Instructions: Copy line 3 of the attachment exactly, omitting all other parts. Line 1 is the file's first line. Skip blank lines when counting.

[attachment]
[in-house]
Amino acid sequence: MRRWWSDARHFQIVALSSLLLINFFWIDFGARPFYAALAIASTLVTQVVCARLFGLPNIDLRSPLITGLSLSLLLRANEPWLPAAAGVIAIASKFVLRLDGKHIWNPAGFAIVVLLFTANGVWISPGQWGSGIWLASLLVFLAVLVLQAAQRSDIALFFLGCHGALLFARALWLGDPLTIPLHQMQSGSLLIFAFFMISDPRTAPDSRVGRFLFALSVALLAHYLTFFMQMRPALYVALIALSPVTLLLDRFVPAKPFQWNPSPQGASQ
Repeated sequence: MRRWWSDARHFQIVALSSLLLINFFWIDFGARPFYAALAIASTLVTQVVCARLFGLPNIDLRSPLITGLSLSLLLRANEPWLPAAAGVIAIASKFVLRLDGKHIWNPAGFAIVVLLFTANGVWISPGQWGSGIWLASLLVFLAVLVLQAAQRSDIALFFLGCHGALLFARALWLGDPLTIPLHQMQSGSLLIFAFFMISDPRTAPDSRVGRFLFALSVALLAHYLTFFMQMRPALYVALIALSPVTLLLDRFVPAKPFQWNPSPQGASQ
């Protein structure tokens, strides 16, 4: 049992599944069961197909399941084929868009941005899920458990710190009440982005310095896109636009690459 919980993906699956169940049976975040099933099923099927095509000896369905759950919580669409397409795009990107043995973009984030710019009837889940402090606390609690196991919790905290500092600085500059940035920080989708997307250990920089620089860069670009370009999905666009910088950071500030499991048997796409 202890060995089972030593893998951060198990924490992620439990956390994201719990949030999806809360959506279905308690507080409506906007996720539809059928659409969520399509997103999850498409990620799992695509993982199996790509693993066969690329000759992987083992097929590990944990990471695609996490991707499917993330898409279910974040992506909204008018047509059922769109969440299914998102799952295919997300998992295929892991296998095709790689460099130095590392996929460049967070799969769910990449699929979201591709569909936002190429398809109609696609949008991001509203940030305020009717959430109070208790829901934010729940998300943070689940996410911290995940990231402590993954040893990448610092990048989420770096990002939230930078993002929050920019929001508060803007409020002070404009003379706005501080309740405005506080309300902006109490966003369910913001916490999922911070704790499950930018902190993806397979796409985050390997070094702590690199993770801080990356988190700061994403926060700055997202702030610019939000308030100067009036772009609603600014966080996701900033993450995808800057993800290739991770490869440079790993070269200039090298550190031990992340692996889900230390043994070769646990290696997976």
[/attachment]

Repeated sequence: MRRWWSDARHFQIVALSSLLLINFFWIDFGARPFYAALAIASTLVTQVVCARLFGLPNIDLRSPLITGLSLSLLLRANEPWLPAAAGVIAIASKFVLRLDGKHIWNPAGFAIVVLLFTANGVWISPGQWGSGIWLASLLVFLAVLVLQAAQRSDIALFFLGCHGALLFARALWLGDPLTIPLHQMQSGSLLIFAFFMISDPRTAPDSRVGRFLFALSVALLAHYLTFFMQMRPALYVALIALSPVTLLLDRFVPAKPFQWNPSPQGASQ